Kleenex Bids Farewell to Canadian Market: Exploring the ‘Unique Complexities’
the well-known consumer facial tissue brand Kleenex is bidding farewell to the Canadian market. The decision comes as the brand’s parent company, Kimberly-Clark, cites ‘unique complexities’ of the Canadian market as the driving force behind this strategic shift. While the Kleenex brand has been synonymous with facial tissues for decades, the company’s decision to discontinue the product highlights a series of challenges specific to the Canadian market.
Kimberly-Clark, the manufacturer behind various paper product brands including Cottonelle, Huggies, Poise, and Depend, has made the strategic choice to cease production of consumer-focused Kleenex facial tissues in Canada. Despite the brand’s strong presence in other paper product categories, the company acknowledges that operating in a highly constrained supply environment has brought about difficulties in sustaining the Kleenex business. Todd Fisher, Kimberly-Clark’s Canadian vice-president and general manager, emphasized that redirecting resources towards other brands within Canada will enable continued innovation and value for consumers.
While this decision has caught some consumers off guard, industry analysts such as Zachary Evershed from National Bank express that the move wasn’t entirely unexpected. Evershed notes that industry insiders have been aware of the impending exit for some time, as inquiries for replacement supply have been in the works.
The decision to discontinue Kleenex in Canada is likely multifaceted. Evershed suggests that thin profit margins coupled with consumer responses to inflation may have contributed to the choice. As consumers seek more economical options, the profitability of shipping lightweight tissue products like Kleenex becomes challenging, given the economic implications of moving air rather than substantial weight.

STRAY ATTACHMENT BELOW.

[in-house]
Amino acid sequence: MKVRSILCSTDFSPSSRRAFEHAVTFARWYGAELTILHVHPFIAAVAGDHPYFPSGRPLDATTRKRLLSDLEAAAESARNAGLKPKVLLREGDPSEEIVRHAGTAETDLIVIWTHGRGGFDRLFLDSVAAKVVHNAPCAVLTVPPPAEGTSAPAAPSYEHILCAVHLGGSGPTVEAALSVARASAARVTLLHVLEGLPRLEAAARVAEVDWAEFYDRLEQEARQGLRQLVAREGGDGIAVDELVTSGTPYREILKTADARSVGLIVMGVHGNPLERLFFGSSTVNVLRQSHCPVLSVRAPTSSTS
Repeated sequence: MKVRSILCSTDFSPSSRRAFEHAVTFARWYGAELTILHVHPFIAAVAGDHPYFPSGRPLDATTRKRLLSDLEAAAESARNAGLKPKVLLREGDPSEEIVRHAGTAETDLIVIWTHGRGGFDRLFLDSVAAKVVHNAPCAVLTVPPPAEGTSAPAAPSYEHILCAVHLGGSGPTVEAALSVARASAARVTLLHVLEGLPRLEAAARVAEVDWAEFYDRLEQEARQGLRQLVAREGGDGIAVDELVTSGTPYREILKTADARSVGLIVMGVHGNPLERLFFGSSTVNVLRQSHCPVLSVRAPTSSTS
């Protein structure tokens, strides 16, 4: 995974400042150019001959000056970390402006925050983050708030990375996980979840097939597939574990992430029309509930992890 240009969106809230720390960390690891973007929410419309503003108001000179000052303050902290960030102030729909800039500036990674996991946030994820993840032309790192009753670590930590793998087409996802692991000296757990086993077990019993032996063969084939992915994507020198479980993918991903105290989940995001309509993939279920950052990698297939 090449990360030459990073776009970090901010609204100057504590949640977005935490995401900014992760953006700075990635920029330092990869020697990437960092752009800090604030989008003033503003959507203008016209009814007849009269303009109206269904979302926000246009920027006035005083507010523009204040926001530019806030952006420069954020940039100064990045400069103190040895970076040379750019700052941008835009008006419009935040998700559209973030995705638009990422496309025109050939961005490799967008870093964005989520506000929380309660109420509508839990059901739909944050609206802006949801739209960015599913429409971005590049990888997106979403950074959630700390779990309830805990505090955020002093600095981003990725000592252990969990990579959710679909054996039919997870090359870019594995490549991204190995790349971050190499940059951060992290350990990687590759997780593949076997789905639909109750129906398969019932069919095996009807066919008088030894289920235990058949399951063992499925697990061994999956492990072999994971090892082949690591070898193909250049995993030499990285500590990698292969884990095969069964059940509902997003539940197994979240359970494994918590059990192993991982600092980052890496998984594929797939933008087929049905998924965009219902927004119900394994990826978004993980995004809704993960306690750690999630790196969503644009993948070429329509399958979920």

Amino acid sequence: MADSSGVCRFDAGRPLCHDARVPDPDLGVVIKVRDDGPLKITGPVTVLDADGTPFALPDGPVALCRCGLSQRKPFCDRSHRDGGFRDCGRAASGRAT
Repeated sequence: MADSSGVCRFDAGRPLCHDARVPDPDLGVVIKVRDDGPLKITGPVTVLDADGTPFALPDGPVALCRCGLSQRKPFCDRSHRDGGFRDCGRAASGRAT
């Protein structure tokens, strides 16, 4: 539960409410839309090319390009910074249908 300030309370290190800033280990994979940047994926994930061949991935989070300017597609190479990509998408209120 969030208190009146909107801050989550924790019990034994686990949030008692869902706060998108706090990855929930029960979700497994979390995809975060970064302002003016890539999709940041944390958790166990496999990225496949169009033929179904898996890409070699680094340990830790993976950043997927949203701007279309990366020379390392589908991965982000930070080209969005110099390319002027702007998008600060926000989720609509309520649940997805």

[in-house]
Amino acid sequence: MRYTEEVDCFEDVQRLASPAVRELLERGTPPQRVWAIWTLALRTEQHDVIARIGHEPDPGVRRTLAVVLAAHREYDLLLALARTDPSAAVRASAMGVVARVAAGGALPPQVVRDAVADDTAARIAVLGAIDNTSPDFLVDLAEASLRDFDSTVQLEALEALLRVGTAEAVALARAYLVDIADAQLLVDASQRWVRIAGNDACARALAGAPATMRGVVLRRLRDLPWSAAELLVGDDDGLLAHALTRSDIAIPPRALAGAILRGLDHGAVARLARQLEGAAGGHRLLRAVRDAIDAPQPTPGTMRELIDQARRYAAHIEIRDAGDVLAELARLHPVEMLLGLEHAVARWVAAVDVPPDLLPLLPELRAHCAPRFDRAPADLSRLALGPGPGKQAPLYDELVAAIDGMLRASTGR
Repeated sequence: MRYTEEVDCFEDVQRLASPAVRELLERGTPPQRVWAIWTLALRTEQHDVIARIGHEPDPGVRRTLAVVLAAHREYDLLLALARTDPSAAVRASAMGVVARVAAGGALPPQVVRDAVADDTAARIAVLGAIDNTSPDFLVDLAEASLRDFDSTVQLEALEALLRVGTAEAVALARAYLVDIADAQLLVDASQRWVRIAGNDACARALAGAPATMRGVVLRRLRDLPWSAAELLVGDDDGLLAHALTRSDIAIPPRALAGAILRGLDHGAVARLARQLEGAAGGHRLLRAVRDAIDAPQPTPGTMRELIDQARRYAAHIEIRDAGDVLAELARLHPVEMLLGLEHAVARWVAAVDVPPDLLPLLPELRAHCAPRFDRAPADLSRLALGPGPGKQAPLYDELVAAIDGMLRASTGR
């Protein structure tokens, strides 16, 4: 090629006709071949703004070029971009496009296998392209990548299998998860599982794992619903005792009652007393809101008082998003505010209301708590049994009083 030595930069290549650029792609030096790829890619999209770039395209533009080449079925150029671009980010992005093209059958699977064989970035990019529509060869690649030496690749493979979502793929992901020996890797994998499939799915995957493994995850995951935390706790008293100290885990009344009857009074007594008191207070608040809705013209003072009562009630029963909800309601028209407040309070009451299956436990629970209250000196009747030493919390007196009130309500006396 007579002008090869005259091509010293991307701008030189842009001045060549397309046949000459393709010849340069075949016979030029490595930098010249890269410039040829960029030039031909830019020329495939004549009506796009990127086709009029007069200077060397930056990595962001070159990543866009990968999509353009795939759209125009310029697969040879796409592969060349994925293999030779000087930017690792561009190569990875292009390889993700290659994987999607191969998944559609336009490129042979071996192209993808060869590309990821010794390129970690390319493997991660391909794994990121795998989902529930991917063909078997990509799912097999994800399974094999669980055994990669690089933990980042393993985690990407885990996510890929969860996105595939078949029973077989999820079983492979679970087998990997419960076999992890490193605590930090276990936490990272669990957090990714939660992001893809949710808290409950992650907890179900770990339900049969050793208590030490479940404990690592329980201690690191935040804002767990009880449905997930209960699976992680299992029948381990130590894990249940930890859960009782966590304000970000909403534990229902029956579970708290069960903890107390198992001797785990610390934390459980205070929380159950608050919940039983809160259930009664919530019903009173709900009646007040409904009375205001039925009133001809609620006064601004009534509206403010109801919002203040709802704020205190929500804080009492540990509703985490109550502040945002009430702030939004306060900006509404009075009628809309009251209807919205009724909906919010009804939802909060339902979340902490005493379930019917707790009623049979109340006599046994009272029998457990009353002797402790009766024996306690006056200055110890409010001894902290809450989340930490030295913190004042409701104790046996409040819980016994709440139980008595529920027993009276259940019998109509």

Kimberly-Clark’s move leaves room for other companies to fill the gap in the market. Brands like Montreal-based KP Tissue Inc., known for Embassy, White Swan, and Scotties, are poised to capitalize on Kleenex’s departure. Kruger Products, a market leader with its Scotties brand, sees this as an opportunity to further strengthen its dominance. The company’s investments in new facilities and upcoming product launches reflect their readiness to accommodate increased demand.
Despite the departure of Kleenex, the brand’s name won’t fade entirely from the Canadian market. Kimberly-Clark intends to continue selling “professional facial products” and “consumer hand towel products” under the Kleenex name. This strategic choice acknowledges the brand’s enduring recognition while pivoting to more lucrative market segments.
The exit of Kleenex from the Canadian market underscores the challenges and dynamics inherent to doing business in Canada. The competitive landscape, geographic spread, and other unique factors have likely played a role in this decision. Kimberly-Clark’s move, while significant, echoes the trend of well-known consumer products gradually exiting the Canadian market. This departure, while marked by ‘unique complexities,’ leaves space for new players to emerge and potentially reshape the landscape of facial tissue products in Canada.
As Canadians bid adieu to Kleenex, the brand’s legacy and impact on the market will undoubtedly endure, even as new alternatives emerge to fill the tissue void.